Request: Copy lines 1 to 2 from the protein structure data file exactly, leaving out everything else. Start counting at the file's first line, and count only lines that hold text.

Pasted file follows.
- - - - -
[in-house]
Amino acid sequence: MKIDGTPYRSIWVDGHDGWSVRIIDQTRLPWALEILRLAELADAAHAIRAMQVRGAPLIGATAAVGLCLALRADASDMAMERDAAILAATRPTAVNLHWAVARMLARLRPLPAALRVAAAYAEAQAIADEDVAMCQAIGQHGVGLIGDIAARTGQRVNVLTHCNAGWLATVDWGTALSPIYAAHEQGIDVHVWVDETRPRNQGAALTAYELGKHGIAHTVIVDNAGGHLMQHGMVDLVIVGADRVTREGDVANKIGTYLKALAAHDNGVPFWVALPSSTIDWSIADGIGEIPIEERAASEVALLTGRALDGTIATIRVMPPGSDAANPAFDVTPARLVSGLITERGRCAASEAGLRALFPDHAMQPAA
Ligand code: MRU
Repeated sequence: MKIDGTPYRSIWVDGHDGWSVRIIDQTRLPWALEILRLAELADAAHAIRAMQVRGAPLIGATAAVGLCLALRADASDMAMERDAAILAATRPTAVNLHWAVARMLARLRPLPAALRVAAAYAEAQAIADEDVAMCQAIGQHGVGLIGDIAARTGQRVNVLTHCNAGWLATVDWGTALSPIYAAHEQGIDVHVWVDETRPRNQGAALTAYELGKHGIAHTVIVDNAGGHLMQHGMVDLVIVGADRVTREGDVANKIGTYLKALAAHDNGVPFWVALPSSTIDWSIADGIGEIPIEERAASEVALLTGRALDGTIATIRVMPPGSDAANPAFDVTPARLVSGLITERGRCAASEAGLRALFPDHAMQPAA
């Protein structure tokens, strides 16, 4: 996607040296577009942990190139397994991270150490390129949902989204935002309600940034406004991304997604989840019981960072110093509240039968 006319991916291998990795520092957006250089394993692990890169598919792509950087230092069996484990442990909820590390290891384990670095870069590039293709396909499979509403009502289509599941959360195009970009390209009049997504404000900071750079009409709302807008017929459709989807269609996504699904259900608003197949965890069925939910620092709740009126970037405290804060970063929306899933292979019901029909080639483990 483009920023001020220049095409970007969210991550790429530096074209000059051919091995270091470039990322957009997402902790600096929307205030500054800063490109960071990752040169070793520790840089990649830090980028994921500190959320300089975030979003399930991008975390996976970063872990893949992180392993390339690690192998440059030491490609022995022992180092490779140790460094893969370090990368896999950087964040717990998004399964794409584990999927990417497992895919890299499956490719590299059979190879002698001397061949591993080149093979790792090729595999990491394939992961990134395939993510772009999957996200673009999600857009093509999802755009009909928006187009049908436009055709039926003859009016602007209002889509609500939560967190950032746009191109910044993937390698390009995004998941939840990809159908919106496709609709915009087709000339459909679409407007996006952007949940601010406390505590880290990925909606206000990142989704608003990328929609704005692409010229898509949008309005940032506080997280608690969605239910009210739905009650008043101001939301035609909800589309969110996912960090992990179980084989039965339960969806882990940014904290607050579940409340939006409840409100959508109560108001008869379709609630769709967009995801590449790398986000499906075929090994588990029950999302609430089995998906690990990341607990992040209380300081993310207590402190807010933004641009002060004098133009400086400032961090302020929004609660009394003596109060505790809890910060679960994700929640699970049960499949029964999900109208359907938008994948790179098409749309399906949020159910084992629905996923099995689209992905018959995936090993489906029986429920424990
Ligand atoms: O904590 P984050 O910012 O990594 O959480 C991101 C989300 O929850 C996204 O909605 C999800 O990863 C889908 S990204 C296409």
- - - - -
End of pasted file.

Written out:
[in-house]
Amino acid sequence: MKIDGTPYRSIWVDGHDGWSVRIIDQTRLPWALEILRLAELADAAHAIRAMQVRGAPLIGATAAVGLCLALRADASDMAMERDAAILAATRPTAVNLHWAVARMLARLRPLPAALRVAAAYAEAQAIADEDVAMCQAIGQHGVGLIGDIAARTGQRVNVLTHCNAGWLATVDWGTALSPIYAAHEQGIDVHVWVDETRPRNQGAALTAYELGKHGIAHTVIVDNAGGHLMQHGMVDLVIVGADRVTREGDVANKIGTYLKALAAHDNGVPFWVALPSSTIDWSIADGIGEIPIEERAASEVALLTGRALDGTIATIRVMPPGSDAANPAFDVTPARLVSGLITERGRCAASEAGLRALFPDHAMQPAA